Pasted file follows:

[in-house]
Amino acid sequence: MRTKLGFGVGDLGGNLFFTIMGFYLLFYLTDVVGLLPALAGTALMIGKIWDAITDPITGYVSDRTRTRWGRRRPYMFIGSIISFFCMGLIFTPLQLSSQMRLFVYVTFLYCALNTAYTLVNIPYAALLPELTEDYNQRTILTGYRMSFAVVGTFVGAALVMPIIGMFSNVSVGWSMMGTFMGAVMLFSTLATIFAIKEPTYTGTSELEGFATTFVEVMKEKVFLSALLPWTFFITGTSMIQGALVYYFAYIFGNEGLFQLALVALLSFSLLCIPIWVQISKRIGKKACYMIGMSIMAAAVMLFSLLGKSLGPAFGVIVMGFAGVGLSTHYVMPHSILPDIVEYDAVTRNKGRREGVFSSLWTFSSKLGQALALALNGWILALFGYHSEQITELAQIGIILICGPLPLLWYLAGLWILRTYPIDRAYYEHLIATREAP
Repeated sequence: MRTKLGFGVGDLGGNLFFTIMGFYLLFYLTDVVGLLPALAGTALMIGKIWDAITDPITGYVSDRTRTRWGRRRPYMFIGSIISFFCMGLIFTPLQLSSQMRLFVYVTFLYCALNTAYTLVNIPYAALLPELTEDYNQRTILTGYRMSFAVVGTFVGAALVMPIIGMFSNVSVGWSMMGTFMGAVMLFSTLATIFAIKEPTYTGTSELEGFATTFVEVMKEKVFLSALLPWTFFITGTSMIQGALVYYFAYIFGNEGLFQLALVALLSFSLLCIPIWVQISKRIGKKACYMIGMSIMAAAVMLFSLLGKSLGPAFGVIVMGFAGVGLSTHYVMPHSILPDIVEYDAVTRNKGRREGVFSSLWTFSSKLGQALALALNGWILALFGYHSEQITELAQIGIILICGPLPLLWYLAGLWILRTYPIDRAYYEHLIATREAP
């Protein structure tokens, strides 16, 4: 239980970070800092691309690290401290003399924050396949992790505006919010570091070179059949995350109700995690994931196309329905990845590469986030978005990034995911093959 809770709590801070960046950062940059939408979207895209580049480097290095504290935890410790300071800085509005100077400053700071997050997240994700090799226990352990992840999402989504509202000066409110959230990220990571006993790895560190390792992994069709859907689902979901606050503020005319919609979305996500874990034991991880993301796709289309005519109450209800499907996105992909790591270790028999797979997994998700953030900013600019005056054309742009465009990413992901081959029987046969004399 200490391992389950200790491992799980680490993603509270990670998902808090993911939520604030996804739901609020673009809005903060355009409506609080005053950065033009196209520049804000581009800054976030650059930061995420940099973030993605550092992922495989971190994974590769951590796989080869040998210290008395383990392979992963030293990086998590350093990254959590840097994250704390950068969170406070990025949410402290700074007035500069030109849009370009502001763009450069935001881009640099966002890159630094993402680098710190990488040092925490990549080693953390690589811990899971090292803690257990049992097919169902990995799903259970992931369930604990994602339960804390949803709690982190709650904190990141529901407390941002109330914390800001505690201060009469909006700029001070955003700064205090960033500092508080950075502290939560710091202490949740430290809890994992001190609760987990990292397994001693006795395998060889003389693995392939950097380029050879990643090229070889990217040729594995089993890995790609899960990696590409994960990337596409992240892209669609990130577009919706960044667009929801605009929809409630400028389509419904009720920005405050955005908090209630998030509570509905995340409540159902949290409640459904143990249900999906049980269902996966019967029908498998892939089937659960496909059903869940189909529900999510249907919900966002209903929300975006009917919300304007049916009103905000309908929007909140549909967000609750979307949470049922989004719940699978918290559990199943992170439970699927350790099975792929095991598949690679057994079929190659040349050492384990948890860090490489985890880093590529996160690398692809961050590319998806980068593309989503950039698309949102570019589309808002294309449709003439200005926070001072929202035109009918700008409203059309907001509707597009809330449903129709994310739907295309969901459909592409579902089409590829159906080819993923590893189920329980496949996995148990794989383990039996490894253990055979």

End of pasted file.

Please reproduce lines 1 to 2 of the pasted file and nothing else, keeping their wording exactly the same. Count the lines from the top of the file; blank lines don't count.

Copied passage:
[in-house]
Amino acid sequence: MRTKLGFGVGDLGGNLFFTIMGFYLLFYLTDVVGLLPALAGTALMIGKIWDAITDPITGYVSDRTRTRWGRRRPYMFIGSIISFFCMGLIFTPLQLSSQMRLFVYVTFLYCALNTAYTLVNIPYAALLPELTEDYNQRTILTGYRMSFAVVGTFVGAALVMPIIGMFSNVSVGWSMMGTFMGAVMLFSTLATIFAIKEPTYTGTSELEGFATTFVEVMKEKVFLSALLPWTFFITGTSMIQGALVYYFAYIFGNEGLFQLALVALLSFSLLCIPIWVQISKRIGKKACYMIGMSIMAAAVMLFSLLGKSLGPAFGVIVMGFAGVGLSTHYVMPHSILPDIVEYDAVTRNKGRREGVFSSLWTFSSKLGQALALALNGWILALFGYHSEQITELAQIGIILICGPLPLLWYLAGLWILRTYPIDRAYYEHLIATREAP